What is Discrimination?
Prohibited Grounds of Discrimination
Examples of Discrimination
Impact and Consequences of Discrimination
Carleton’s Discrimination and Harassment Policies
Personal Harassment and Bullying
If You’re Being Discriminated Against…
If You Are Accused of Discrimination…
Ways to Help Prevent Discrimination
Equity Services’ Role
How to Reach Us
Discrimination is understood as a practice or action, whether intentional or not, and based upon prohibited grounds of discrimination, that imposes burdens, obligations or disadvantages on an individual or group that are not imposed on others, or that withholds or limits access to opportunities, benefits and advantages available to others.
Discrimination in employment, housing and the delivery of services (including education) on any of these grounds violates Carleton’s Human Rights Policies and Procedures, and with the exception of political affiliation or belief, as well as the Ontario Human Rights Code.
- sexual orientation;
- place of origin;
- marital status;
- ethnic origin;
- family status;
- gender identity;
- political affiliation or belief;
- record of offences (where a pardon has been received);
- receipt of public assistance.
* considered analogous to gender and/or sexual orientation
- Denying appropriate accommodation to persons with medically-certified disabilities
- Refusing the same benefits to same-sex partner that are granted to opposite-sex partners
- Denying promotions to women because the employer believes women are not committed to their careers
- Evaluating students negatively because the instructor disapproves of their political, religious or cultural beliefs
The impact of discrimination can be severe. Victims can be harmed physically, emotionally, economically, and socially. It can adversely affect careers and academic performance.
Engaging in discriminatory behaviour can result in disciplinary action. This action may include, but is not limited to, reprimand, relocation, suspension, expulsion and dismissal.
Carleton’s Discrimination and Harassment Policies protects all Carleton staff, students and faculty from discrimination and harassment because of political affiliation or belief, and gender identity, and/or any of the prohibited grounds under the Ontario Human Rights Code.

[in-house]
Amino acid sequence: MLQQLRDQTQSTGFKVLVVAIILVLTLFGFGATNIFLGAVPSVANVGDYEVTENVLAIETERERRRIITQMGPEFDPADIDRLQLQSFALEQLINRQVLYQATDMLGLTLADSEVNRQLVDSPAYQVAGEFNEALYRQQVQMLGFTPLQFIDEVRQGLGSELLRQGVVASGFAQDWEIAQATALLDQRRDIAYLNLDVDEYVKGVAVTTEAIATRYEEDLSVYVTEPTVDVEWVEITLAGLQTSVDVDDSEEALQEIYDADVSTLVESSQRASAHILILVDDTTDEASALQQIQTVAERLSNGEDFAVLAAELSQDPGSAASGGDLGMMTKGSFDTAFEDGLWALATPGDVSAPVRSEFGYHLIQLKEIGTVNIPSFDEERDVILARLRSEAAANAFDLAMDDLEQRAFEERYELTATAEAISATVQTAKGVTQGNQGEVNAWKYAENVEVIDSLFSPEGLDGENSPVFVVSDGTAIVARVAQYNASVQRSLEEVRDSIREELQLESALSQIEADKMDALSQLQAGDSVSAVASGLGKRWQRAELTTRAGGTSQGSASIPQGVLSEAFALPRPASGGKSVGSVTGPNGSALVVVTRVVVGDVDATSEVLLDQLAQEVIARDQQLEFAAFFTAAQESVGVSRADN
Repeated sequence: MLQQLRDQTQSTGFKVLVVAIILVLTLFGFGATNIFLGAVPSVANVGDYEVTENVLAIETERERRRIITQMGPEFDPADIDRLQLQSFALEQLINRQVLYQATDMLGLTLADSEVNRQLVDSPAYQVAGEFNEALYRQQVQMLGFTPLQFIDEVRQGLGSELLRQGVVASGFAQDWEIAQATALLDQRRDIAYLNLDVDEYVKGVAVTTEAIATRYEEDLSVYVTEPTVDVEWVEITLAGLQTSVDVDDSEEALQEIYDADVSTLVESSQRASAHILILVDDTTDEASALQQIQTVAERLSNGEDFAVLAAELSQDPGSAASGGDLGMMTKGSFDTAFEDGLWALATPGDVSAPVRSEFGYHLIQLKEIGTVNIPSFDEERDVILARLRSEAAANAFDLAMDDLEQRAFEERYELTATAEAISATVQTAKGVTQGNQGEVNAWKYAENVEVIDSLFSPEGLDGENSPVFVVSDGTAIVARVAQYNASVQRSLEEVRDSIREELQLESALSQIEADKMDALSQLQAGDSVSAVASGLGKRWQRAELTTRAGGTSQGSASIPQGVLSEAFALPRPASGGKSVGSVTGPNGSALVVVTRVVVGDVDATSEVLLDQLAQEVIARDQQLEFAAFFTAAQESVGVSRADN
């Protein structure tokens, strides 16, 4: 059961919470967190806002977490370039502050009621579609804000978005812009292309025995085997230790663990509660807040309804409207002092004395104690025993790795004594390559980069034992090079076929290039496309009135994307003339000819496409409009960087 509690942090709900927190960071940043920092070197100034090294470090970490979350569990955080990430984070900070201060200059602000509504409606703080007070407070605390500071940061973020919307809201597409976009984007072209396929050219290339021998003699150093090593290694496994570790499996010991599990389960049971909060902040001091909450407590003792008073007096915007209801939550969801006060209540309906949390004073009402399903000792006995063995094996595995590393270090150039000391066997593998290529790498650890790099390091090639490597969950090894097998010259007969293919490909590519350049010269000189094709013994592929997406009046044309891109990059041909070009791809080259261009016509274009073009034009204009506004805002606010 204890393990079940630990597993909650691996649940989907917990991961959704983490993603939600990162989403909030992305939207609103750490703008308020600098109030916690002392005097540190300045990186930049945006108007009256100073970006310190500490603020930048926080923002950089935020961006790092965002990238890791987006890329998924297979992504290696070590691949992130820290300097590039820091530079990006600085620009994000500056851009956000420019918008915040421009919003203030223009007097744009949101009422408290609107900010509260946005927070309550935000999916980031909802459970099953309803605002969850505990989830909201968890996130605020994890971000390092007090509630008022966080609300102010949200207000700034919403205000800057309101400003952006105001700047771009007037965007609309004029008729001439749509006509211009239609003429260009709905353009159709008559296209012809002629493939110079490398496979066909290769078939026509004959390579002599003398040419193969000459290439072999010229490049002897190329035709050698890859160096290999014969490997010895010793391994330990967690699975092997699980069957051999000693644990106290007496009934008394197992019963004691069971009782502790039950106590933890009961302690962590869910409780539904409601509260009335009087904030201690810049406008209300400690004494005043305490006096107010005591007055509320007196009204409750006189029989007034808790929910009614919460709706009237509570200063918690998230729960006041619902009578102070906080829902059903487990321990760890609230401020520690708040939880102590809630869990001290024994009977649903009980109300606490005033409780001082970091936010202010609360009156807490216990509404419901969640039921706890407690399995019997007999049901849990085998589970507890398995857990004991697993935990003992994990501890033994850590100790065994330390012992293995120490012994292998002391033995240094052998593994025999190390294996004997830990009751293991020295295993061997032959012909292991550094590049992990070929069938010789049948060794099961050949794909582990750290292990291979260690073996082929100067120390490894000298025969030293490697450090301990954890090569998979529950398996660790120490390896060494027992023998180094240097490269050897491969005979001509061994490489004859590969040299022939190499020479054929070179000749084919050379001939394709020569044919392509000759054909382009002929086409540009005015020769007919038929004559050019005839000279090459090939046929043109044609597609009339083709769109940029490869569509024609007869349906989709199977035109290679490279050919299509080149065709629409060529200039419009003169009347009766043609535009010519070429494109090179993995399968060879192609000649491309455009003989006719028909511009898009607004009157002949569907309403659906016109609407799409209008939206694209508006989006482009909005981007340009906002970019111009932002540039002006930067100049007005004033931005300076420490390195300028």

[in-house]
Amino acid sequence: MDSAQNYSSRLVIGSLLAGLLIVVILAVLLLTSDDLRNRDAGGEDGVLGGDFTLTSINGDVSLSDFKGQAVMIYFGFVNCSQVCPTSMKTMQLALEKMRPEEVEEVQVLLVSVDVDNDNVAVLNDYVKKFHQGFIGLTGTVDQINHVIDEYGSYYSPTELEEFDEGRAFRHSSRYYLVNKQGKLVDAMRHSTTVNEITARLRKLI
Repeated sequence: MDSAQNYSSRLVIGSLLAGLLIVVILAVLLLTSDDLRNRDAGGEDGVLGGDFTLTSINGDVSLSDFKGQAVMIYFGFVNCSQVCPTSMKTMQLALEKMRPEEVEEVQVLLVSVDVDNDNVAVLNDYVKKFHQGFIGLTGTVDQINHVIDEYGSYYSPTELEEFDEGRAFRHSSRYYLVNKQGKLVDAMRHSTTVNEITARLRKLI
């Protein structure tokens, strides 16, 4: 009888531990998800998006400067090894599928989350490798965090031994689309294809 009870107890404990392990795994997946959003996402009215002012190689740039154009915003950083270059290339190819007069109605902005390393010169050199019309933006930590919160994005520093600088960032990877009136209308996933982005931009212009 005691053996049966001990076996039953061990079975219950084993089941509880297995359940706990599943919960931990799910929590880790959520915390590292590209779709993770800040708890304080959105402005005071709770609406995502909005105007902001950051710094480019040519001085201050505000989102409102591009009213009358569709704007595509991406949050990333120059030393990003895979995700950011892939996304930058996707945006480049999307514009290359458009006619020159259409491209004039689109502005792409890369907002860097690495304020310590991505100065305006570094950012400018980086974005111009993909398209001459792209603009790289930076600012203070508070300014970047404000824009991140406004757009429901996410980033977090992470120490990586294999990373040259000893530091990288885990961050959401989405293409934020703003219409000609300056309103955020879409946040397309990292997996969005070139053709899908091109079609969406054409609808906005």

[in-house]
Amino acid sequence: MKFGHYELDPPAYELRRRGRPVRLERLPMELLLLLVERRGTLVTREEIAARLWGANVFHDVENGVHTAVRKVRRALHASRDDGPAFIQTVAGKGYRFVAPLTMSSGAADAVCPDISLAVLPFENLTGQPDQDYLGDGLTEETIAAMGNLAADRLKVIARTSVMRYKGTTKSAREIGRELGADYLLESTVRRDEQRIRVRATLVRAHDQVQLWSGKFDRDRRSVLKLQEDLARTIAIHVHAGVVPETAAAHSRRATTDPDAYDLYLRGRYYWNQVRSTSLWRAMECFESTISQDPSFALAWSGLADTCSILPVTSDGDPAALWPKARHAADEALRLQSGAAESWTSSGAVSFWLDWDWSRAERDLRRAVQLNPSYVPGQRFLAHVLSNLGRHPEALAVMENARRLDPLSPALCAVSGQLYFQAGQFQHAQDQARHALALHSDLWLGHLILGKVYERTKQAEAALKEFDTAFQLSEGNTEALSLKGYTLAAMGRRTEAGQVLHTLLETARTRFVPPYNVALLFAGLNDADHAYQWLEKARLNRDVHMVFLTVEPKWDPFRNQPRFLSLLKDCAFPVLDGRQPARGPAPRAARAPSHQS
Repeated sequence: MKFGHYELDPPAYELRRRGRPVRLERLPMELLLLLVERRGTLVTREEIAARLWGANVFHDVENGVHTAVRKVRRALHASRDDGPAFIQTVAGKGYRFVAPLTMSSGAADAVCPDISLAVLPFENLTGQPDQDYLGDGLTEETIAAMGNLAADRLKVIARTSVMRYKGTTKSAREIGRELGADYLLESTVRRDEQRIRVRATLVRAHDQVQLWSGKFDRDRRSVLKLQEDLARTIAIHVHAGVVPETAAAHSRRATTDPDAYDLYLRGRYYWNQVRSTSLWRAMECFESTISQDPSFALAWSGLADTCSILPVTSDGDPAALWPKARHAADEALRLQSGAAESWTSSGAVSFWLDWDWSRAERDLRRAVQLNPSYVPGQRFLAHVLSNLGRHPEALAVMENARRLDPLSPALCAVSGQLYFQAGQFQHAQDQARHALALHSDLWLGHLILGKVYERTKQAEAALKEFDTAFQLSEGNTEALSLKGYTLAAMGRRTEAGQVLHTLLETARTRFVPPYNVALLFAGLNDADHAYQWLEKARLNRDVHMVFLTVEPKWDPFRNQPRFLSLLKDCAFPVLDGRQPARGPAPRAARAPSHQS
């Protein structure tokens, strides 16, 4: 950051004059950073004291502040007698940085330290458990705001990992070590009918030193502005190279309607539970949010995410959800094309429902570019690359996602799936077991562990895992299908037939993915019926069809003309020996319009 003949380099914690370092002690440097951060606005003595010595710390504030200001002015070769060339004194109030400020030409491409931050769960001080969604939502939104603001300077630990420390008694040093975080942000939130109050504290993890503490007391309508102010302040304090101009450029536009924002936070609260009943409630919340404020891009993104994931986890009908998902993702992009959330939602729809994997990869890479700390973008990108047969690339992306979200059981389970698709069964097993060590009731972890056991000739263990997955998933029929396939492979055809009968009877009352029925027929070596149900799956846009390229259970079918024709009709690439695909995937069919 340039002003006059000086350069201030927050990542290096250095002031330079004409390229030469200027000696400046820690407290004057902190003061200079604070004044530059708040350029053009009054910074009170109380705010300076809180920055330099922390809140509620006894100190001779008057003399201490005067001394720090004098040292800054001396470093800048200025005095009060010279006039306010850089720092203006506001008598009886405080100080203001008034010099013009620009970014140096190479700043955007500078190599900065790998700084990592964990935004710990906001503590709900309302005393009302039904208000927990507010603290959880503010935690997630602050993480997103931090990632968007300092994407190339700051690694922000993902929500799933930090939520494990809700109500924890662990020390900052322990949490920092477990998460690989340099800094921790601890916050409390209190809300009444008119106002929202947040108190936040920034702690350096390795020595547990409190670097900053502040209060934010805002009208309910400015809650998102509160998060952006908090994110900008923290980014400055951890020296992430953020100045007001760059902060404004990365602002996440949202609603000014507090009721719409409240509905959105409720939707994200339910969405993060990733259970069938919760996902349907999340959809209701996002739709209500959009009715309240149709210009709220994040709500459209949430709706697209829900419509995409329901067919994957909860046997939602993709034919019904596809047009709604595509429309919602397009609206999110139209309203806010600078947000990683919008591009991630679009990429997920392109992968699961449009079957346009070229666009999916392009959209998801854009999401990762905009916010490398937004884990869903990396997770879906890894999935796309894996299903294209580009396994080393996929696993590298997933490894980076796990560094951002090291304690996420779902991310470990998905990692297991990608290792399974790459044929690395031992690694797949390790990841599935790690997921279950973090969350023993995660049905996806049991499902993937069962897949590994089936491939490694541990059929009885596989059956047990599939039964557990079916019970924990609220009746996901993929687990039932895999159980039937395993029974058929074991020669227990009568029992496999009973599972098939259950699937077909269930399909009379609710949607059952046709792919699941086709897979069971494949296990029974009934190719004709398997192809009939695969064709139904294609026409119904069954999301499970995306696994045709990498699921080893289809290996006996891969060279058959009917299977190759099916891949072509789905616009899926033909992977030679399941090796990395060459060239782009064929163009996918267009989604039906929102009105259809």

The Policy offers both formal and informal procedures for handling complaints. Wherever possible, complaints are managed using the informal process. Equity Advisors are advocates for the Policy; they do not act as advocates for complainants or respondents.
Discriminatory, harassing, unfair or threatening behaviours that do not involve any of the prohibited grounds of discrimination are not covered by the Carleton Discrimination and Harassment Policies. Such behaviour, including personal harassment and bullying, should be addressed with a manager, dean, union representative, CUSA, GSA representative, or Human Resources. Equity Services will refer individuals seeking assistance to more appropriate venues where necessary.
Don’t Pretend That It Isn’t Happening
Discrimination is unlikely to go away if you ignore it. In fact, discriminatory behaviour may escalate when people feel they can get away with it.
Talk to people who can, because of their position or expertise, provide you with constructive advice and support. Speak with your supervisor, the Administrative Head of your unit, or call Equity Services (613) 520-5622 for information and advice.
If you believe you or others are in physical danger, immediately contact University Safety at 4444 if you are on campus. Safety can also discuss ongoing safety concerns with you, including the need to go to the police, and help you develop a safety plan if necessary.
The most effective way to stop discrimination is to confront it immediately and directly. If it is safe to do so, clearly and firmly tell the person who is discriminating against you that their actions are inappropriate/unacceptable, and that you will not accept it. This communication can take a variety of forms including the most common such as advising the offender in person, or through a letter.